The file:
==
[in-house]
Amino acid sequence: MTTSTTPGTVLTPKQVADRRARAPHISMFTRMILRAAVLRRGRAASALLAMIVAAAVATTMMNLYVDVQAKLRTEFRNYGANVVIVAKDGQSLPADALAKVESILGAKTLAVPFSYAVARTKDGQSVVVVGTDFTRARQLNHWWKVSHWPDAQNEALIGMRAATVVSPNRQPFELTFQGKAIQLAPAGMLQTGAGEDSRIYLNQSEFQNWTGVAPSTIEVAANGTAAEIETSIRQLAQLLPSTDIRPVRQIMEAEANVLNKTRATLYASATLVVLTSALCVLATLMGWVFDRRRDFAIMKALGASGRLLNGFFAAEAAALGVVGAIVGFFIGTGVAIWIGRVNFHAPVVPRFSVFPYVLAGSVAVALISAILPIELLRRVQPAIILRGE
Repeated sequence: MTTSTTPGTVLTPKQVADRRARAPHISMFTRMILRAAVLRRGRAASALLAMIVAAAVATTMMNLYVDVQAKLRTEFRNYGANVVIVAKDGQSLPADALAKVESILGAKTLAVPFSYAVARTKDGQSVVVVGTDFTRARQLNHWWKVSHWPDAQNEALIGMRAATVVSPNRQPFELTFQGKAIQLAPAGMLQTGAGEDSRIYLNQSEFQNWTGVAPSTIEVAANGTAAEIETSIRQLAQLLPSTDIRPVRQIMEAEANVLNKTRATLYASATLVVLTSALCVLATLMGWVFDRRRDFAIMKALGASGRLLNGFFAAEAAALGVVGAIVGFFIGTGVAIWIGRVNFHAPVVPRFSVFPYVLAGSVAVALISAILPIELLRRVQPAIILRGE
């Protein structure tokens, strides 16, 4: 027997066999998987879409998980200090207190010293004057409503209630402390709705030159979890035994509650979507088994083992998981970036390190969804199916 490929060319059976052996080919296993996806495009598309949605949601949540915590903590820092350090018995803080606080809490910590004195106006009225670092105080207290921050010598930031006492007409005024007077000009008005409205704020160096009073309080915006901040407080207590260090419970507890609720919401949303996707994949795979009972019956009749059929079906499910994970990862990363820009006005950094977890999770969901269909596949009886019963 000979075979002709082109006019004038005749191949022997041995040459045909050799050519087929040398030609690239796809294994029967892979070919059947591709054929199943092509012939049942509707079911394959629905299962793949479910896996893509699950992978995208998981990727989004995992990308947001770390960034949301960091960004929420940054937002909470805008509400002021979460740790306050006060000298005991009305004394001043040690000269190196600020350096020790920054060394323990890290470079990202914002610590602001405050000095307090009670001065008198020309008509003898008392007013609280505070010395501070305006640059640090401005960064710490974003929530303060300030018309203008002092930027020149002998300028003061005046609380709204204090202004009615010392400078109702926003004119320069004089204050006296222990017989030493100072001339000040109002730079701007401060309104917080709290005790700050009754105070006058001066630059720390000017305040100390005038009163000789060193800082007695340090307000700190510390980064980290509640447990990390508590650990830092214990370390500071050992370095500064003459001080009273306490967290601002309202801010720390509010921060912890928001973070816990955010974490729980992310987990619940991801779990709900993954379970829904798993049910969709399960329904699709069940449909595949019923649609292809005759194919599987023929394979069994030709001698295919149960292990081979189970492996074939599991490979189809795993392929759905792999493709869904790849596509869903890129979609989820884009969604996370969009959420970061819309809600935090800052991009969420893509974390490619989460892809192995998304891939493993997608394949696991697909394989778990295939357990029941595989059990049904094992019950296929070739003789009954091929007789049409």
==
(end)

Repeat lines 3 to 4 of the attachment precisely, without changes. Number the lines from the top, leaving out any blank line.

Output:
Repeated sequence: MTTSTTPGTVLTPKQVADRRARAPHISMFTRMILRAAVLRRGRAASALLAMIVAAAVATTMMNLYVDVQAKLRTEFRNYGANVVIVAKDGQSLPADALAKVESILGAKTLAVPFSYAVARTKDGQSVVVVGTDFTRARQLNHWWKVSHWPDAQNEALIGMRAATVVSPNRQPFELTFQGKAIQLAPAGMLQTGAGEDSRIYLNQSEFQNWTGVAPSTIEVAANGTAAEIETSIRQLAQLLPSTDIRPVRQIMEAEANVLNKTRATLYASATLVVLTSALCVLATLMGWVFDRRRDFAIMKALGASGRLLNGFFAAEAAALGVVGAIVGFFIGTGVAIWIGRVNFHAPVVPRFSVFPYVLAGSVAVALISAILPIELLRRVQPAIILRGE
């Protein structure tokens, strides 16, 4: 027997066999998987879409998980200090207190010293004057409503209630402390709705030159979890035994509650979507088994083992998981970036390190969804199916 490929060319059976052996080919296993996806495009598309949605949601949540915590903590820092350090018995803080606080809490910590004195106006009225670092105080207290921050010598930031006492007409005024007077000009008005409205704020160096009073309080915006901040407080207590260090419970507890609720919401949303996707994949795979009972019956009749059929079906499910994970990862990363820009006005950094977890999770969901269909596949009886019963 000979075979002709082109006019004038005749191949022997041995040459045909050799050519087929040398030609690239796809294994029967892979070919059947591709054929199943092509012939049942509707079911394959629905299962793949479910896996893509699950992978995208998981990727989004995992990308947001770390960034949301960091960004929420940054937002909470805008509400002021979460740790306050006060000298005991009305004394001043040690000269190196600020350096020790920054060394323990890290470079990202914002610590602001405050000095307090009670001065008198020309008509003898008392007013609280505070010395501070305006640059640090401005960064710490974003929530303060300030018309203008002092930027020149002998300028003061005046609380709204204090202004009615010392400078109702926003004119320069004089204050006296222990017989030493100072001339000040109002730079701007401060309104917080709290005790700050009754105070006058001066630059720390000017305040100390005038009163000789060193800082007695340090307000700190510390980064980290509640447990990390508590650990830092214990370390500071050992370095500064003459001080009273306490967290601002309202801010720390509010921060912890928001973070816990955010974490729980992310987990619940991801779990709900993954379970829904798993049910969709399960329904699709069940449909595949019923649609292809005759194919599987023929394979069994030709001698295919149960292990081979189970492996074939599991490979189809795993392929759905792999493709869904790849596509869903890129979609989820884009969604996370969009959420970061819309809600935090800052991009969420893509974390490619989460892809192995998304891939493993997608394949696991697909394989778990295939357990029941595989059990049904094992019950296929070739003789009954091929007789049409």